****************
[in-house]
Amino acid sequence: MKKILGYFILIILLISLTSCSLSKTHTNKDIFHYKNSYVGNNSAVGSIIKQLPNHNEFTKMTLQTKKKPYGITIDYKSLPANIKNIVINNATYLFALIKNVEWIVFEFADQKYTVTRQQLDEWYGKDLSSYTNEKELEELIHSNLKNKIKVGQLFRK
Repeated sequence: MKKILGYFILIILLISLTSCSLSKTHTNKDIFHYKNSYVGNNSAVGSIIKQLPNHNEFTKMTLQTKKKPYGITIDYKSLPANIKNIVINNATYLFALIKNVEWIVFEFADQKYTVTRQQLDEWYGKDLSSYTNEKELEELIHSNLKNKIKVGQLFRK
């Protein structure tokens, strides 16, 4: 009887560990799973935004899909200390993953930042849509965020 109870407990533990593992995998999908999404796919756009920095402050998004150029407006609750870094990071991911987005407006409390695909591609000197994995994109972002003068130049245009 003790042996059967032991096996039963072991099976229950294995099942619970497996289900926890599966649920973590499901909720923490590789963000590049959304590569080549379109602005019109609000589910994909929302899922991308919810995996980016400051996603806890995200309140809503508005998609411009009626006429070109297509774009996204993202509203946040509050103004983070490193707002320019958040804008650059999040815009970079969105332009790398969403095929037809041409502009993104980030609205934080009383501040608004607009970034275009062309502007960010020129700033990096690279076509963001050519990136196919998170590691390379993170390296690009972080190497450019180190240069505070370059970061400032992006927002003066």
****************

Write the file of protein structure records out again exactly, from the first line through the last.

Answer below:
[in-house]
Amino acid sequence: MKKILGYFILIILLISLTSCSLSKTHTNKDIFHYKNSYVGNNSAVGSIIKQLPNHNEFTKMTLQTKKKPYGITIDYKSLPANIKNIVINNATYLFALIKNVEWIVFEFADQKYTVTRQQLDEWYGKDLSSYTNEKELEELIHSNLKNKIKVGQLFRK
Repeated sequence: MKKILGYFILIILLISLTSCSLSKTHTNKDIFHYKNSYVGNNSAVGSIIKQLPNHNEFTKMTLQTKKKPYGITIDYKSLPANIKNIVINNATYLFALIKNVEWIVFEFADQKYTVTRQQLDEWYGKDLSSYTNEKELEELIHSNLKNKIKVGQLFRK
């Protein structure tokens, strides 16, 4: 009887560990799973935004899909200390993953930042849509965020 109870407990533990593992995998999908999404796919756009920095402050998004150029407006609750870094990071991911987005407006409390695909591609000197994995994109972002003068130049245009 003790042996059967032991096996039963072991099976229950294995099942619970497996289900926890599966649920973590499901909720923490590789963000590049959304590569080549379109602005019109609000589910994909929302899922991308919810995996980016400051996603806890995200309140809503508005998609411009009626006429070109297509774009996204993202509203946040509050103004983070490193707002320019958040804008650059999040815009970079969105332009790398969403095929037809041409502009993104980030609205934080009383501040608004607009970034275009062309502007960010020129700033990096690279076509963001050519990136196919998170590691390379993170390296690009972080190497450019180190240069505070370059970061400032992006927002003066």